Clinical Skills Performed By Iranian Emergency Nurses: Perceived Competency Levels and Attitudes Toward Expanding Professional Roles.

Research paper by Hadi H Hassankhani, Firooz F Hasanzadeh, Kelly A KA Powers, Abbas A Dadash Zadeh, Rouzbeh R Rajaie

Indexed on: 02 Aug '17Published on: 02 Aug '17Published in: Journal of Emergency Nursing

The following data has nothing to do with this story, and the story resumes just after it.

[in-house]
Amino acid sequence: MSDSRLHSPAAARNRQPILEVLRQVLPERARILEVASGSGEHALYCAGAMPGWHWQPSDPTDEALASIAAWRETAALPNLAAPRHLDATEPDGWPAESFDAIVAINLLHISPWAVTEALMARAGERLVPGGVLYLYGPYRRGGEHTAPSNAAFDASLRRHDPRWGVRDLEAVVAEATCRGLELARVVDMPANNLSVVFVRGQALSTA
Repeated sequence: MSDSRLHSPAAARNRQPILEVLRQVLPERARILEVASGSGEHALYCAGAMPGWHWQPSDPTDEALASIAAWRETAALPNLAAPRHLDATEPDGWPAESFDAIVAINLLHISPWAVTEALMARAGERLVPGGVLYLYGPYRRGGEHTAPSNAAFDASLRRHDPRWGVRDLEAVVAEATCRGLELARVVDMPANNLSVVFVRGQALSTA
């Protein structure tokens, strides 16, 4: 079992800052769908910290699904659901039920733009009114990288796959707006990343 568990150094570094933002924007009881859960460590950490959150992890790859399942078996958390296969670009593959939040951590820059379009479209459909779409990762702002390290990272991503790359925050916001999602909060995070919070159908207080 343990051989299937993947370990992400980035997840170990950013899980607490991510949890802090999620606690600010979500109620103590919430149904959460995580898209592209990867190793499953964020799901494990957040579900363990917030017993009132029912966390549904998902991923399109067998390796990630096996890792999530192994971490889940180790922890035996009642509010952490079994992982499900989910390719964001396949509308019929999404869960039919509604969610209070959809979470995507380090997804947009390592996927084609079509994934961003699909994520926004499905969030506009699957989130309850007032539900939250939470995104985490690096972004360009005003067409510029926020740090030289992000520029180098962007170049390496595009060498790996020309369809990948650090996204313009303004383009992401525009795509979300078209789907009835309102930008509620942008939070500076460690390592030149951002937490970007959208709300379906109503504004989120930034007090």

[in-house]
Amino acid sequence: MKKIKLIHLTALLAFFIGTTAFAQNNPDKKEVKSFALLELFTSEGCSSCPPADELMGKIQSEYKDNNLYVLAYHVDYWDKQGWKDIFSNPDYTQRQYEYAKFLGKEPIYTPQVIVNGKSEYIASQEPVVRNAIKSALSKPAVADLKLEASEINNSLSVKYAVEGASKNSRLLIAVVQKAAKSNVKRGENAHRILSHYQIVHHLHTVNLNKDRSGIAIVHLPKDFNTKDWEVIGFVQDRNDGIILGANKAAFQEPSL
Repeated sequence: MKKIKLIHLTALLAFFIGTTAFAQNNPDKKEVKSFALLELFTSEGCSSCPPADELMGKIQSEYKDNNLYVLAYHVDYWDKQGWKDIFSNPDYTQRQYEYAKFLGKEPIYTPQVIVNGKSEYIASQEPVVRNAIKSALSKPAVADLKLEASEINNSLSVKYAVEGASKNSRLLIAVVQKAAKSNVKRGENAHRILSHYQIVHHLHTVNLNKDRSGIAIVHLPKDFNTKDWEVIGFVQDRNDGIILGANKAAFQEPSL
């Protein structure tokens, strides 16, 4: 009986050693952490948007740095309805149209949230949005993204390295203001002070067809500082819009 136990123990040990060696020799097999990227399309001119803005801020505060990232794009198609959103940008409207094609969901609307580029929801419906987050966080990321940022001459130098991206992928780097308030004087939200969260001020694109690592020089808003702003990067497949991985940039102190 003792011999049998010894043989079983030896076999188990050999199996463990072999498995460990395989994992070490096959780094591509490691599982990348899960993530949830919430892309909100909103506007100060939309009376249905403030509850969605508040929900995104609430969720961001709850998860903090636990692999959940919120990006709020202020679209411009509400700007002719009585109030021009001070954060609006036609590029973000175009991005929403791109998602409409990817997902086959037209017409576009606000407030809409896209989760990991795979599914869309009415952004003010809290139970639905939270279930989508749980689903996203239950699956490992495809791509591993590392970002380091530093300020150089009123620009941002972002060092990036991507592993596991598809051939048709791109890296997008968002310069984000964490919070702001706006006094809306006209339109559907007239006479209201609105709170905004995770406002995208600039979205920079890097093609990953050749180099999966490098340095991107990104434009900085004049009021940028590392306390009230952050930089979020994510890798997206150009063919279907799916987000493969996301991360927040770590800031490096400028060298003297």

Emergency nurses play an important role in the care of critically ill and injured patients, and their competency to perform clinical skills is vital to safe and effective patient care. The aim of this study was to evaluate the frequency of clinical skills performed and perceived competency levels among Iranian emergency nurses. In addition, attitudes toward expanding the professional roles of Iranian emergency nurses were also assessed.In this descriptive correlational study, 319 emergency nurses from 30 hospitals in northwest Iran participated. Data were collected using a self-report questionnaire. Descriptive statistics and Pearson's correlation coefficient were used to present the findings.Overall competency of the emergency nurses was 73.31 ± 14.2, indicating a good level of perceived competence. The clinical skills most frequently performed were in the domains of organizational and workload competencies (3.43 ± 0.76), diagnostic function (3.25 ± 0.82), and the helping role (3.17 ± 0.83). A higher level of perceived competence was found for skills within these domains. Less frequently, participants performed skills within the domains of effective management of rapidly changing situations (2.70 ± 0.94) and administering and monitoring therapeutic interventions (2.60 ± 0.97); a lower perceived level of competence was noted for these clinical skills. There was a significant correlation between frequency of performing clinical skills and perceived competency level (r = 0.651, P < .001). Participants had positive attitudes toward expanding their professional roles (2.13 ± 0.92), with 81.5% agreeing it would improve their job satisfaction.Higher perceived competency levels were significantly associated with more frequent performance of clinical skills. This has implications for nurse managers and educators who may consider offering more frequent experiential and educational opportunities to emergency nurses. Expansion of nurses' roles could also result in increased experience in clinical skills and higher levels of competency. Research is needed to investigate nurses' clinical competence using direct and observed measures.